Pressure and Height Gradient

Conceptually, the pressure gradient is the rate at which pressure decreases over distance.  The partial derivative notation is consistent with our discussions of its interpretation from Wednesday.   The equivalence sign (instead of the equals sign) is used because the right hand side represents a finite difference approximation of the infinitesmal derivative on the left.  (This allows us to estimate the derivative on maps). in the Cartesian or rectangular coordinate system, and in the natural coodinate sytem

As you will see, the horizontal wind depends strongly on the horizontal pressure gradients.  In the example used in Metr 201, if the air parcel has dimensions of 100 km along the x-axis, the pressure gradient would be evaluated There is no pressure gradient along the y-axis for this case.

As we will see in future lectures, instead of looking at level surfaces, meteorologists and oceanographers often look at constant pressure surfaces.  The chart corresponding to the 18000 foot pressure map in x, y, p coordinates, for example, is the 500 mb chart. The variation of heights on that pressure surface is comparable to the variation of pressure on a level surface.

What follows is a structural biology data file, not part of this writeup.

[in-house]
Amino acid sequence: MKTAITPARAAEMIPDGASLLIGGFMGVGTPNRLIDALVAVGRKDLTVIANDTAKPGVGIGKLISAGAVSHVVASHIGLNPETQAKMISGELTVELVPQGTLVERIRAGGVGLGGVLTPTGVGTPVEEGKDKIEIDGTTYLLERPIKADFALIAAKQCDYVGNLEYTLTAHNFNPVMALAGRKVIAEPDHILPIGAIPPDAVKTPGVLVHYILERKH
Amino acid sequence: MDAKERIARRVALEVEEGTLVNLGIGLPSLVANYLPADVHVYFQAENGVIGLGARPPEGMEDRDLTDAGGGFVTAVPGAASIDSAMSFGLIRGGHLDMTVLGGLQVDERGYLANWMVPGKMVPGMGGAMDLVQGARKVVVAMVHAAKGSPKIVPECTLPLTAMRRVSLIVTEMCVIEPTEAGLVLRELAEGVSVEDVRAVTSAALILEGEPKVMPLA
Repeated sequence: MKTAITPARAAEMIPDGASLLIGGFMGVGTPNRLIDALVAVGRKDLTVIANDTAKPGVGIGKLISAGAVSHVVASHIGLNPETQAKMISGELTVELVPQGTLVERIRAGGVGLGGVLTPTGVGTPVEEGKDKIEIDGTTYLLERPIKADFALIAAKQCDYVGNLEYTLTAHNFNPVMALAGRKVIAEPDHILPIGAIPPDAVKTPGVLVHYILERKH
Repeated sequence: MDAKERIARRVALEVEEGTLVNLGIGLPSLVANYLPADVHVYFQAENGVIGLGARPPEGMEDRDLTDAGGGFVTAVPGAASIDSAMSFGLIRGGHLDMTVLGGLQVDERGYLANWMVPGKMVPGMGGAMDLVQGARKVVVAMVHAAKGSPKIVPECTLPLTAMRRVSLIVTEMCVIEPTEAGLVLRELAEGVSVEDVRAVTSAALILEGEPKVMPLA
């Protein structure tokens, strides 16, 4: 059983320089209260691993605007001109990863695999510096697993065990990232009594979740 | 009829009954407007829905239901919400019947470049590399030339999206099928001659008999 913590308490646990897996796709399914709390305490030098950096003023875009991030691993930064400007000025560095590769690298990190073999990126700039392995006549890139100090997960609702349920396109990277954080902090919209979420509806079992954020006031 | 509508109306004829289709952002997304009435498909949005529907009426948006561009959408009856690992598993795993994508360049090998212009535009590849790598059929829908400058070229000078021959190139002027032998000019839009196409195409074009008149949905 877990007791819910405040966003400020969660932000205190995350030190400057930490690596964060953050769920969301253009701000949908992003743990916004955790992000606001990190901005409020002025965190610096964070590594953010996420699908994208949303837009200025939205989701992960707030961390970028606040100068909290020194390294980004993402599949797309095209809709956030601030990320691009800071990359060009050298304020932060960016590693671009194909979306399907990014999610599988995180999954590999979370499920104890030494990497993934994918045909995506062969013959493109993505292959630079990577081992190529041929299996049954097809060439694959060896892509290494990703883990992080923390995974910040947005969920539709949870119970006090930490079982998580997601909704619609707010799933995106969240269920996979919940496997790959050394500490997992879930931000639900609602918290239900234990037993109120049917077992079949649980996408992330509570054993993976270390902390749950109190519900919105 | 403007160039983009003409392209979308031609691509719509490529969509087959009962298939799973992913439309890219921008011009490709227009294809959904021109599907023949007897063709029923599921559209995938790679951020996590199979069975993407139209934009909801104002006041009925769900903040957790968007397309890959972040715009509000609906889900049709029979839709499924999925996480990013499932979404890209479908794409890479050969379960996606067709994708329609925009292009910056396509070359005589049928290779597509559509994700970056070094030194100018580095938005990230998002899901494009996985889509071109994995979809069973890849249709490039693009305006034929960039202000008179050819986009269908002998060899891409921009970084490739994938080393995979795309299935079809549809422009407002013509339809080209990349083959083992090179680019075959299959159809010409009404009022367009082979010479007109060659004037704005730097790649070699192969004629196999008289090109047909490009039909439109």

On a level surface, isobars can be used to express the pressure gradient.  As we will see, on a constant pressure surface, “height” contours can be used to express the same mathematical concept.  “Height” refers to the elevation (usually in meters or decameters) above sealevel at which the given pressure is found.

On height maps,  the expressions analogous to those above are: where z is the height of the given pressure surface above sealevel (meteorology) and above mean ocean surface levels (oceanography).  Oceanographers commonly use these latter expressions to develop their ideas about motion in the ocean. In meteorology (and oceanography), for example, one is required to do a finite difference estimate of the height gradient normal to the flow to calculate the geostrophic flow magnitude.